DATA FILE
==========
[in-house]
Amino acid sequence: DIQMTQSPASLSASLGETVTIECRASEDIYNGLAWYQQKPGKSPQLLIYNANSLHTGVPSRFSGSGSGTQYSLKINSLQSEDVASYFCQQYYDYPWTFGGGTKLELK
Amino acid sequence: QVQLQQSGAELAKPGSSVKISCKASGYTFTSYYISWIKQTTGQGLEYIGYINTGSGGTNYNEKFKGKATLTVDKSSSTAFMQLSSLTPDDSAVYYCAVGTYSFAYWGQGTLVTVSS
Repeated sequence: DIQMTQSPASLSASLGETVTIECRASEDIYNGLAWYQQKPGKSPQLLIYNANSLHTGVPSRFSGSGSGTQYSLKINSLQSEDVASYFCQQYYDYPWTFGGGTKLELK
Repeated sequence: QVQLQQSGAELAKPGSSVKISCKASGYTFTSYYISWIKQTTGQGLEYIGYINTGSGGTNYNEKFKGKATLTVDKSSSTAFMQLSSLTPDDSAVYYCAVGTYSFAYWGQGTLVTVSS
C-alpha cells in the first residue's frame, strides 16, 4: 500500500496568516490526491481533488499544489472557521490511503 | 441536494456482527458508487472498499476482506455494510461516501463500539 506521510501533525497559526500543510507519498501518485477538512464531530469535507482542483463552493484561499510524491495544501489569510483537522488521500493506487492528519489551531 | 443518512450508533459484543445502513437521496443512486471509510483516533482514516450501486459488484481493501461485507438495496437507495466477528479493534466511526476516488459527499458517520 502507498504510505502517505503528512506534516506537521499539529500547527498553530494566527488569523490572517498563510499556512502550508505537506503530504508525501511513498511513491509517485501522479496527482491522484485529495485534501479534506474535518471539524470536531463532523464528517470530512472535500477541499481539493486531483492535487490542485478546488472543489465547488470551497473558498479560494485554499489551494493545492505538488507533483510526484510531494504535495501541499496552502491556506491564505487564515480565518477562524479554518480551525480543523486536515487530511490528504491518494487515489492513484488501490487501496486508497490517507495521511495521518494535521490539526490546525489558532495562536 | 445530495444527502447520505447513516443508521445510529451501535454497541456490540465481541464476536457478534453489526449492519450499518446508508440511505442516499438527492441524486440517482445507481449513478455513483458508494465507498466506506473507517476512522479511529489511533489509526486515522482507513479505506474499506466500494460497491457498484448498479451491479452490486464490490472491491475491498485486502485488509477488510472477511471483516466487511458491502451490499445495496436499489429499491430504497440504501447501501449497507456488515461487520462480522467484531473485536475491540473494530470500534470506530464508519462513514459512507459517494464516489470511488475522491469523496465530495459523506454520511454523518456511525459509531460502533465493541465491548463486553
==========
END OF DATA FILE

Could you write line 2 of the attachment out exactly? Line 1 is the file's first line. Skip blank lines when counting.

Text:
Amino acid sequence: DIQMTQSPASLSASLGETVTIECRASEDIYNGLAWYQQKPGKSPQLLIYNANSLHTGVPSRFSGSGSGTQYSLKINSLQSEDVASYFCQQYYDYPWTFGGGTKLELK